Thursday, December 15, 2011

Review: 11/22/63 by Stephen King

First off, let me say I'm not, normally, a reader of Stephen King's books - but having said that - how could I resist this one? November 22, 1963 is a day that is burned in my subconscious, the day a puny little nobody murdered the President of the United States. The Kennedy assassination still lives in the memory of those of us of a certain age and always will. How could it not? In so many ways, it was the end of our country's innocence.

When I heard that King had devised a plot in which a time traveler goes back and tries to 'fix things' by stopping Lee Harvey Oswald in that odious room in that depressing School Book Depository building in 1963 Dallas, my immediate thought was: why didn't someone think of this sooner?

The book is long - 842 pages and probably didn't need to be. BUT, it reads quickly. The typeface is a handy size (adding to the page count) and there's nothing in here that requires heavy duty lifting when it comes to ideas or plot devices. It is simply an enjoyable, fast-paced, thrilling read which also happens to be very well written.

The main genius, I think, of King's device is to keep us guessing for most of the book. Will his 'hero' Jake Epping aka George Amberson, of Lisbon Falls, Maine, get to Oswald in time? Has he finessed it too finely? Time works against George in many obstructive ways. As King reminds us, "...the past is obdurate."  The past wants to stay as is - it will put up road blocks to that end. And boy does it. As 11/22/63 gets closer and closer, you can feel time slipping away as George is given more and more hurdles to overcome.

Turns out that the time travel device will only set George down in the past of 1958. So he has to patiently wait for 1963 to come around again to act. In the meantime, he begins setting some things right as best he can - saving the lives of a family which had been slaughtered by their murderous drunk of a father. Saving a girl from life-long paralysis. Small (in the great scheme of things) seeming episodes which any one of us might have tackled given the time.

When George finally gets to Texas and settles in to wait his chance, he takes work as a substitute teacher and falls in love with Sadie Dunhill, a fellow teacher with a rather strange marriage in her past. It is this love which, aside from his quest to stop an assassin, becomes the guiding light of George's life.

Time travel is a tricky thing - it's best not to interfere with too much. (Haven't we been told that over and over?) Events can turn on a dime. 'The butterfly effect..." is an idea which, unfortunately for George, might be more than theory. (If a butterfly flaps its wings somewhere, eventually it means a monsoon somewhere else...or words to that effect.)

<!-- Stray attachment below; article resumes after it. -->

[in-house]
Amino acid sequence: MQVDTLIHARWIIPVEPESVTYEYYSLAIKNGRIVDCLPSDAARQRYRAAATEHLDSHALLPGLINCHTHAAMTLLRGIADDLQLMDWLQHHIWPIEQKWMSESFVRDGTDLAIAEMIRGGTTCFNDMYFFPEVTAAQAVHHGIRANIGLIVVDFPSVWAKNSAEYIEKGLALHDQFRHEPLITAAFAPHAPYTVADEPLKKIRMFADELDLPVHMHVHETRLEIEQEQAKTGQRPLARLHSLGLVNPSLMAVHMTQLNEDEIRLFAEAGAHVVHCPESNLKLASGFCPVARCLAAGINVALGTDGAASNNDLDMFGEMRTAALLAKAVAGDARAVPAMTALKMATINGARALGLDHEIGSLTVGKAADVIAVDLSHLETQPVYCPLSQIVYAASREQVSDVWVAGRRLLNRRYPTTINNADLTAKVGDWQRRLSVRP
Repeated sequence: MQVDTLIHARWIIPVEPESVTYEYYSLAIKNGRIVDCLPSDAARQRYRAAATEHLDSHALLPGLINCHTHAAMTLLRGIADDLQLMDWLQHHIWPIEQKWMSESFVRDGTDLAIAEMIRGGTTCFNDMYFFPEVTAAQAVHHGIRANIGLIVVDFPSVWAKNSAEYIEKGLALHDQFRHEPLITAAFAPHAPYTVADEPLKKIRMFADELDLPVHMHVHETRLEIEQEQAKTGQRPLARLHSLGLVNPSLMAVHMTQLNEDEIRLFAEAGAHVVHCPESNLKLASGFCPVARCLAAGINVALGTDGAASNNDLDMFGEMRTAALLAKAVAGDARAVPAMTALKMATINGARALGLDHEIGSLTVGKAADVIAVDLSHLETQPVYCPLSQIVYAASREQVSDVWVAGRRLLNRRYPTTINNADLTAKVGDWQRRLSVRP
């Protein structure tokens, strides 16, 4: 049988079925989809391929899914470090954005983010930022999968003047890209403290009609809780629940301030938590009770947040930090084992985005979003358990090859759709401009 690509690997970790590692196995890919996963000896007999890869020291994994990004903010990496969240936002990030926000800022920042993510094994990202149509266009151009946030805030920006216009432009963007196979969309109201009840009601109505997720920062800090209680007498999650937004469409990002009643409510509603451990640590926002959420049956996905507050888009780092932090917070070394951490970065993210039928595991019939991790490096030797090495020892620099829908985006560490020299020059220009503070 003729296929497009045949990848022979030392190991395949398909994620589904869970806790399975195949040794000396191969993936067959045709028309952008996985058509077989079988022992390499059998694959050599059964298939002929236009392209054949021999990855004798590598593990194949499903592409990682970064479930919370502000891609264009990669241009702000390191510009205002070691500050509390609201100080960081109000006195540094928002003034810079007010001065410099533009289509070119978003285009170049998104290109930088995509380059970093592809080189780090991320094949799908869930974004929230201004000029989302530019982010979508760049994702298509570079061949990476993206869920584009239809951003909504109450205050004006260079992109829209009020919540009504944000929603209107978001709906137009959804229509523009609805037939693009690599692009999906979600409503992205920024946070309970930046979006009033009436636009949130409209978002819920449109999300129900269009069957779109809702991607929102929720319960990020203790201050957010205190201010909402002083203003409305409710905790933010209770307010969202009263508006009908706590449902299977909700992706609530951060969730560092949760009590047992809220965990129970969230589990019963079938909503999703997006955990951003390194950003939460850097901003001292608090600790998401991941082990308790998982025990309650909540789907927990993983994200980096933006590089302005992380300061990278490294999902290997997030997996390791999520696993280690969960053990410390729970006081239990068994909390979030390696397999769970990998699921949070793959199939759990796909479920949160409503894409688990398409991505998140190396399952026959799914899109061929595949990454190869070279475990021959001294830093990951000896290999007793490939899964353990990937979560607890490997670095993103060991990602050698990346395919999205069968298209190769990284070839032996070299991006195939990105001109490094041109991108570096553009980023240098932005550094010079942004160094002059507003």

This is an amazingly accomplished story. The book of a master writer at the top of his game. Not only was I caught up in George Amberson's odyssey to set things right, but I was strangely fascinated by the view King gives us into the sordid life of Lee Harvey Oswald, the ultimate sad sack loser who, with a mail order rifle, still managed to change history.

King makes a familiar story (at least for those of us who lived through it the first time) seem new. The book builds in breakneck excitement until each page is flying by as George and Sadie must battle against all sorts of odds (some of them quite horrible) to save a President.

Will they succeed?

Will time cooperate?

Will we avert the Vietnam war?

Will our future be better for it?

Read the book and see.

11/22/63 is really quite a special experience.


  1. I haven't read your review because I'm listening to this on audiobook and am simply loving it!!! Jake is in Texas, directing plays (the whole Of Mice and Men part was great!!) and teaching English - love this book! On audio this is amazing!

  2. I did the same thing, Julie. I refused to read any blog reviews while I was reading the book. I can just bet that the audio version is great. Who's doing the narration?

  3. Yvette, much as I love reading, I usually feel a little daunted at reading a novel of 800+ pages, but your review of 11/22/63 sure has me intrigued! Besides, let's face it, Stephen King is one hell of a storyteller. I was only a baby when JFK was assassinated, but that terrible day changed everything for so many people. 11/22/63 is definitely going on my must-read list! Great review, my friend!